News

Locals only?

A new group proposes ways to make SLO Town less appealing

by

comment

HE DOESN’T WANT ANY HOMELESS POETRY!:  Albert Kraeber recently formed Save Our City From Outsiders (SOCFO), a group that’s hoping to make the city less appealing to tourists, students, and transients. - PHOTO BY GLEN STARKEY
  • PHOTO BY GLEN STARKEY
  • HE DOESN’T WANT ANY HOMELESS POETRY!: Albert Kraeber recently formed Save Our City From Outsiders (SOCFO), a group that’s hoping to make the city less appealing to tourists, students, and transients.
Is SLO Town too pretty for its own good? That’s what a group of concerned citizens is saying. Too many tourists, students, and homeless people are infiltrating the city and unfairly gobbling up scarce resources and social services, claims a group calling itself Save Our City From Outsiders (SOCFO).

“San Luis Obispo is considered one of the most beautiful places in the world,” said SOCFO founder Albert Kraeber, a SLO native and amateur frog gigger. “Because of that, we’re inundated by tourists who treat our natural resources badly, students who show no respect for we local folks, and traveling hobos who clog city streets panhandling for beer money, playing stupid folk songs on out-of-tune guitars, and making unwanted eye contact with local shoppers. I even had one guy offer to write me a poem for a dollar. Why would I want to pay some homeless jerk to write me a poem? Enough is enough.”

Kraeber, sitting at his kitchen table surrounded by frogging buckets, spotlights, and tined gigging spears, said he’d put a notice on Craigslist and was surprised by how many people answered his call to arms.

“My ex-wife Evelyn claims I’m an old crank,” admitted Kraeber, “but she’s the old crank! My group Save Our City From Outsiders has 23 members now. Either I’m vindicated or SLO’s full of old cranks, and you know that’s not true! SLO natives are the best people in the world. We’re just tired of being taken advantage of.”

SOCFO has developed a number of proposals they believe might make the city less appealing to those they deem unsavory.

“Look,” said Kraeber, pushing a bowl of freshly sautéed frog legs across the table, “there’s not much we can do about the weather, but there’re plenty of things we have control over. For instance, why don’t we institute a curfew for Cal Poly and Cuesta students? I mean, I know local businesses depend on them to some extent, so I’m not talking about anything drastic. Maybe they’d be allowed downtown between 10 a.m. and 6 p.m.—business hours. They should be in their dorm rooms studying anyway, right?”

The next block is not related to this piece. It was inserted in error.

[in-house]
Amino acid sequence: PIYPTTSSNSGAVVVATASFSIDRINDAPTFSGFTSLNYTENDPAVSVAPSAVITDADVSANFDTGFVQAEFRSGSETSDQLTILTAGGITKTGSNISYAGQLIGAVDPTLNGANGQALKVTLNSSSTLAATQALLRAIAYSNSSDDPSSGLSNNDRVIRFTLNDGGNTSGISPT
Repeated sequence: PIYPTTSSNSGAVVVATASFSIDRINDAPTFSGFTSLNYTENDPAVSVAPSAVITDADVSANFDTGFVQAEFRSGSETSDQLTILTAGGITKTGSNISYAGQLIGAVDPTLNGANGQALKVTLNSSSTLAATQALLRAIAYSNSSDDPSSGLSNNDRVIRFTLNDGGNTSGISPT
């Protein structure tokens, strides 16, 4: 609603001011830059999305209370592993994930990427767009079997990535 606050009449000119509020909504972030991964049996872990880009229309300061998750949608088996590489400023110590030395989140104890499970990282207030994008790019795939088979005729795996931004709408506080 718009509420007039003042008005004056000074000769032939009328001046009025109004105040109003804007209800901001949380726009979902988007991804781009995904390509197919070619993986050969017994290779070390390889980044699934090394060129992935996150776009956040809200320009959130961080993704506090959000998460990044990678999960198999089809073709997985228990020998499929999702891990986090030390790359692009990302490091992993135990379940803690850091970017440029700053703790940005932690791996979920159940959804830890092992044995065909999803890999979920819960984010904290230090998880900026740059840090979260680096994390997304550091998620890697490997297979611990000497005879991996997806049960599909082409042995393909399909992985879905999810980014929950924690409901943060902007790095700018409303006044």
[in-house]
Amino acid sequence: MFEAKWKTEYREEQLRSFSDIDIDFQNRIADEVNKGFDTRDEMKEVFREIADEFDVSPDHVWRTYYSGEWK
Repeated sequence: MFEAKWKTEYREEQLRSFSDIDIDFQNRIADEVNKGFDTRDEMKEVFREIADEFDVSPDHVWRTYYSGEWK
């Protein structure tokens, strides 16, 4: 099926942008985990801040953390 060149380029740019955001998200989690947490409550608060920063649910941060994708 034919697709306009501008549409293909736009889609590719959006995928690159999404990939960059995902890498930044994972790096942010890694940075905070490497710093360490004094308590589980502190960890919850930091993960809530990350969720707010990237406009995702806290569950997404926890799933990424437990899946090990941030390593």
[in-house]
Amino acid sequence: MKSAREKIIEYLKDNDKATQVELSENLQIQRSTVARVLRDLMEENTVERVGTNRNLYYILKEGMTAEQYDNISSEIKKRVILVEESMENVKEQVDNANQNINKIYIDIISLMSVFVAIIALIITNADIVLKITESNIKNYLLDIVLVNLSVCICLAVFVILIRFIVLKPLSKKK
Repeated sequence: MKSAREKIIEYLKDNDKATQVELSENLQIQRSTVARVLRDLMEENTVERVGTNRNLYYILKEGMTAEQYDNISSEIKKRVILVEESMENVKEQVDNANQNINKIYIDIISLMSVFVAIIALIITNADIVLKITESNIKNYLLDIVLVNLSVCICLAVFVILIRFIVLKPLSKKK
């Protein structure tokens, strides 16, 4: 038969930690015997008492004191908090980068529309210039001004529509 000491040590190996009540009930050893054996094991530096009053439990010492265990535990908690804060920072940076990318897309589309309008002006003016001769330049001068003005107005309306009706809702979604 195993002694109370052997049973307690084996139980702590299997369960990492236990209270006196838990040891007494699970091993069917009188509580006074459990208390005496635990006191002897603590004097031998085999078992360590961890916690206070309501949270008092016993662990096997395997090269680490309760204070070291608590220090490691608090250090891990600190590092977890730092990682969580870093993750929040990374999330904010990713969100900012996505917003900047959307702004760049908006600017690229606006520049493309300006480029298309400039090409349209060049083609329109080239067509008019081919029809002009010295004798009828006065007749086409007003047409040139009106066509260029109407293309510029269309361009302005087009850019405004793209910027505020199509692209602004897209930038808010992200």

MOVE THAT BENCH!:  HE’S WALKING HERE! Phil Ottenberg is chair of SOCFO’s City Uglification Committee, which proposes the removal of park benches and downtown trees. - PHOTO BY GLEN STARKEY
  • PHOTO BY GLEN STARKEY
  • MOVE THAT BENCH!: HE’S WALKING HERE! Phil Ottenberg is chair of SOCFO’s City Uglification Committee, which proposes the removal of park benches and downtown trees.
According to a SLOPD spokesman, the city has no legal authority to regulate the rights of certain citizens to move freely throughout the city, but that hasn’t deterred Kraeber.

 “Well, we could talk to bar owners, who have the right to refuse service to anyone, and tell them to refuse service to college students,” suggested Kraeber, licking frog juice off his fingers.

And if bar owners refuse?

“This is our town,” asserted Kraeber, pounding his fist on the table and making the bowl of legs jump. “If these bar owners want to operate in our town, they better think about keeping us real citizens happy. Those damn kids will be gone in four years, but we live here year ‘round and full time. Bar owners are going to be in for a rude awakening if they raise our ire. I can drink at home, just watch me.”